Search Images Maps Play YouTube News Gmail Drive More »
Sign in
Screen reader users: click this link for accessible mode. Accessible mode has the same essential features but works better with your reader.

Patents

  1. Advanced Patent Search
Publication numberUS5745601 A
Publication typeGrant
Application numberUS 08/509,181
Publication dateApr 28, 1998
Filing dateJul 31, 1995
Priority dateJul 31, 1995
Fee statusPaid
Also published asCA2228062A1, CA2228062C, DE842486T1, EP0842486A1, EP0842486A4, WO1997005563A1
Publication number08509181, 509181, US 5745601 A, US 5745601A, US-A-5745601, US5745601 A, US5745601A
InventorsShih-Jong J. Lee, Michael G. Meyer, Chih-Chau L. Kuan, Paul S. Wilhelm
Original AssigneeNeopath, Inc.
Export CitationBiBTeX, EndNote, RefMan
External Links: USPTO, USPTO Assignment, Espacenet
Robustness of classification measurement apparatus and method
US 5745601 A
Abstract
A classifier measures robustness responsive to object presentation effects and decision boundary effects. A cytological image analysis computer obtains objects of interest and classifies them responsive to a decision tree classifier. The robustness of classification is calculated dynamically as objects are classified responsive to a segmentation robustness and a classification decisiveness measure. The results of the decisiveness measure and the segmentation robustness data are combined to provide enhanced overall classification reliability.
Images(10)
Previous page
Next page
Claims(73)
What is claimed is:
1. A method for measuring information reliability in an image interpretation system comprising the steps of:
(a) obtaining at least one image;
(b) obtaining image information about said at least one image by interpreting said at least one image;
(c) extracting at least one reliability feature from said image information, said reliability feature representing at least one characteristic of the image content; and
(d) evaluating said at least one reliability feature against at least one predetermined criteria to obtain at least one information reliability measurement.
2. The method of claim 1 further comprising the step of improving said information reliability of said image information by changing said interpretation of said at least one image in response to said at least one information reliability measurement.
3. An information reliability measuring apparatus for measuring information reliability in an image interpretation system comprising:
(a) means for obtaining at least one image having at least one image output;
(b) means for obtaining image information about said at least one image, connected to said at least one image output, by interpreting said at least one image, wherein said means for obtaining image information has an image information output;
(c) means for extracting at least one reliability feature connected to said image information output, said reliability feature representing at least one characteristic of the image content and wherein the means for extracting further has a reliability feature output; and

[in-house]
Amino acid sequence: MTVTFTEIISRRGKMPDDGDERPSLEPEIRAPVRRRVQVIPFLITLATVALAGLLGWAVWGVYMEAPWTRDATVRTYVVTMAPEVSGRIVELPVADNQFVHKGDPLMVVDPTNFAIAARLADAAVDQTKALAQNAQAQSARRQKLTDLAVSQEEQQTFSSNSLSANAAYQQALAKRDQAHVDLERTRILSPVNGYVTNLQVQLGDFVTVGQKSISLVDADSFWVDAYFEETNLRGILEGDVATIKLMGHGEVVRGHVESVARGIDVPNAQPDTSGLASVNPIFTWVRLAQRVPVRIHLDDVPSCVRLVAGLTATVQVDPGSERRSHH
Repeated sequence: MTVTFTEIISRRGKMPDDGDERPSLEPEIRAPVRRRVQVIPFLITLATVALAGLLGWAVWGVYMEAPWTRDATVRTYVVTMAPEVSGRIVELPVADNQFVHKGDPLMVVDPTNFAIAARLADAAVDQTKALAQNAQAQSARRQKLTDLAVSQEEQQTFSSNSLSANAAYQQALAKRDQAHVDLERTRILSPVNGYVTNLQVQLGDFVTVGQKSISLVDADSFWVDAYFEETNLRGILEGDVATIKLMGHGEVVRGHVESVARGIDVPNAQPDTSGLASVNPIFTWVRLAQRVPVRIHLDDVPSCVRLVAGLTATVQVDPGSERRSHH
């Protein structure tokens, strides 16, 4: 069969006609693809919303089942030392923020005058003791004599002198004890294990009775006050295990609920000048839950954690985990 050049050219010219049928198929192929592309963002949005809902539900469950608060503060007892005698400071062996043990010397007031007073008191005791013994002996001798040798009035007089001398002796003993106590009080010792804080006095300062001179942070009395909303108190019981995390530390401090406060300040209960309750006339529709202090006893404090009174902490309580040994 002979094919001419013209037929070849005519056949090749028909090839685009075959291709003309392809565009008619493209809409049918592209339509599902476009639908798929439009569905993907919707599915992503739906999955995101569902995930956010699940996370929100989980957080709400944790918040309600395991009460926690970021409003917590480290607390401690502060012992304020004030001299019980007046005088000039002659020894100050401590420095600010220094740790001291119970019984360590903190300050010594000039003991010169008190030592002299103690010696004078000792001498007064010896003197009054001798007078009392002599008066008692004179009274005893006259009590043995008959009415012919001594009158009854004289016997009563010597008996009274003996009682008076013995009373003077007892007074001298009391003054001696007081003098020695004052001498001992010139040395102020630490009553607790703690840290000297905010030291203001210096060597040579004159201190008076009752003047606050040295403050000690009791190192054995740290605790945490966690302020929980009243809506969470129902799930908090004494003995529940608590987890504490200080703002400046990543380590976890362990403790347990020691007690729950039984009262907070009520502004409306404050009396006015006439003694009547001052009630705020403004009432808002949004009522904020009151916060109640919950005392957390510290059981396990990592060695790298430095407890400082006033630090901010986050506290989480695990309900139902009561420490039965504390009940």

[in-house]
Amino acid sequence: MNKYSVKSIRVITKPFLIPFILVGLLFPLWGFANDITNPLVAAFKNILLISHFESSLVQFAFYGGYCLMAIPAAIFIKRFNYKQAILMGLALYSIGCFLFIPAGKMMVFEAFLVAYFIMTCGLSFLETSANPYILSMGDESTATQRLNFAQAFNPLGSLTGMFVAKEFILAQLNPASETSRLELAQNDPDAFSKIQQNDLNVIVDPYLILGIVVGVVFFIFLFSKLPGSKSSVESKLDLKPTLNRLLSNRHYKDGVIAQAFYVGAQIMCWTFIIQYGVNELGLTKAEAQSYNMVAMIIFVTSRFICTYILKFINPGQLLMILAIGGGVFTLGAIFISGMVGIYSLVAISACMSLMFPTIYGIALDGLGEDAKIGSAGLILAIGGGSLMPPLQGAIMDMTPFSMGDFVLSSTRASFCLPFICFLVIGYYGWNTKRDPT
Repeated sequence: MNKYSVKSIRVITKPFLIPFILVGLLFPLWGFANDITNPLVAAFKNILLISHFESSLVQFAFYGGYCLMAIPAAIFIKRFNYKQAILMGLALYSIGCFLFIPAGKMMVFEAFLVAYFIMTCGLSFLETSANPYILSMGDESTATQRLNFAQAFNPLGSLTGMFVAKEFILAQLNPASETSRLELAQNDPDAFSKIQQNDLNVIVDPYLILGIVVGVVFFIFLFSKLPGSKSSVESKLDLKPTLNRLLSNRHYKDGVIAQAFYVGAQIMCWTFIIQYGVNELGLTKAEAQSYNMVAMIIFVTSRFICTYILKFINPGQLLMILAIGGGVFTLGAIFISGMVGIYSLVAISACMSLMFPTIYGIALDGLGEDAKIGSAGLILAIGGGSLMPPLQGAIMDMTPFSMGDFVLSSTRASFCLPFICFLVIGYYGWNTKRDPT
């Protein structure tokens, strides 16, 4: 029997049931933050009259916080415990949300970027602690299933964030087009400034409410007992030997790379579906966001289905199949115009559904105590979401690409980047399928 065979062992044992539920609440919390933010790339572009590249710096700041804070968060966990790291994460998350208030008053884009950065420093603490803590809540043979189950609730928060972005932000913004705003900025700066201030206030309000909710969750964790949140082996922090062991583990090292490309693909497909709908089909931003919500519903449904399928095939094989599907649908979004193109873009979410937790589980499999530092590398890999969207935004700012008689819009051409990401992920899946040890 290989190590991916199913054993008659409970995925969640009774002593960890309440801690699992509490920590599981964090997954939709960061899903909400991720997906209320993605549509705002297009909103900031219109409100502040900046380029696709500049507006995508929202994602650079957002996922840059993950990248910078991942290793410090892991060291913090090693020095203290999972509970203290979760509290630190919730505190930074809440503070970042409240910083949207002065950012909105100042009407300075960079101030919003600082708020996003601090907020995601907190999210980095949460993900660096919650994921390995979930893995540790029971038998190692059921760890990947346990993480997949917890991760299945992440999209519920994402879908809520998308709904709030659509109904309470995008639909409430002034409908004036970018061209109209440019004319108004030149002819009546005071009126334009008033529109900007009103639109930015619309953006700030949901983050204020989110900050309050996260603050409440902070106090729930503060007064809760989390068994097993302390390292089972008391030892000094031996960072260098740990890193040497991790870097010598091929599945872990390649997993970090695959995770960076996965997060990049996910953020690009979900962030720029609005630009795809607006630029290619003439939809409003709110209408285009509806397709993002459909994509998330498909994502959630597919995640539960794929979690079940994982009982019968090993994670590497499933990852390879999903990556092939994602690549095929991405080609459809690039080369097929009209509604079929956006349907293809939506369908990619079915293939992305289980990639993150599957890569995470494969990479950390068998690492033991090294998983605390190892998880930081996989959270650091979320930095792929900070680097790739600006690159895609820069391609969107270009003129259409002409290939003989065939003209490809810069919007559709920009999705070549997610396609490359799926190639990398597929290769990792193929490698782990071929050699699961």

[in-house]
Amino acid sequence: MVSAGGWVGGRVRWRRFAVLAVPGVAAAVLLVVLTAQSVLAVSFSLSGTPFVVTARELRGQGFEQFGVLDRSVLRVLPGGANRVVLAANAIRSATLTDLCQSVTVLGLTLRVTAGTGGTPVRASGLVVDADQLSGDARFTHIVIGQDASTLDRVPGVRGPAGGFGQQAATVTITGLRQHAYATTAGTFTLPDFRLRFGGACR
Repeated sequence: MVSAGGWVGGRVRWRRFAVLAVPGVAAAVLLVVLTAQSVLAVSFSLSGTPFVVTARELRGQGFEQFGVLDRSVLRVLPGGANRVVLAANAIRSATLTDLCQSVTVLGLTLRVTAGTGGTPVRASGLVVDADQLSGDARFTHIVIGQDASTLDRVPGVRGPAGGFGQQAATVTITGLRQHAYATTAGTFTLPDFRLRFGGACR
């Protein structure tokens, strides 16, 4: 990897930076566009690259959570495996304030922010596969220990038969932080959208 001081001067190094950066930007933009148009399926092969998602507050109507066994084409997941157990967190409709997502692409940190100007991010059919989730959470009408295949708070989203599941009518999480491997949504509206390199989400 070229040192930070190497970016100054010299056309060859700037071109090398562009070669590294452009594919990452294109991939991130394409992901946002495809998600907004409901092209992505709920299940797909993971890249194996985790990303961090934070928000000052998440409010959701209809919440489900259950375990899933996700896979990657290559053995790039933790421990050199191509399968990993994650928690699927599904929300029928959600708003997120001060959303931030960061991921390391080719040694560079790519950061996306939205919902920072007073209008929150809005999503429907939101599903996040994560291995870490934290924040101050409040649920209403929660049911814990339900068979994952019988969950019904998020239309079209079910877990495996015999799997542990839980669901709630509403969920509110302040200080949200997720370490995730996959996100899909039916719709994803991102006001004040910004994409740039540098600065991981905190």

(d) means for evaluating said at least one reliability feature against at least one predetermined criteria to obtain at least one information reliability measurement connected to the reliability feature output and wherein the means for evaluating has an information reliability measurement output.
4. The apparatus of claim 3 further comprising a means for improving said information reliability of said image information by changing said interpretation of said at least one image in response to said at least one information reliability measurement connected to the information reliability measurement output and image information output, wherein the means for improving said reliability has a improved image information output.
5. A method for measuring object segmentation robustness comprising the steps of:
(a) identifying at least one object;
(b) computing at least one segmentation robustness feature of said at least one object; and
(c) computing an object segmentation robustness measure responsive to said at least one segmentation robustness feature to determine a potential variability of segmentation of the at least one object.
6. The method of claim 5 further comprising the step of classifying said at least one object to provide at least one object classification result.
7. The method of claim 5 wherein the step of identifying at least one object further comprises the steps of:
(a) illuminating a field of view containing at least one object;
(b) obtaining at least one image of said field of view; and
(c) identifying said at least one object in said at least one image.
8. The method of claim 5 wherein the step of computing at least one segmentation robustness feature further comprises the step of computing at least one likelihood of segmentation instability measure.
9. The method of claim 8 further comprising the step of computing the at least one likelihood of segmentation instability measure as a likelihood of segmentation instability due to noise in at least one image.
10. The method of claim 8 further comprising the step of computing the segmentation instability measurement as a likelihood of segmentation instability due to object context.
11. The method of claim 8 further comprising the steps of:
(a) illuminating a field of view containing at least one object;
(b) obtaining at least one image of said field of view wherein said at least one image has a background; and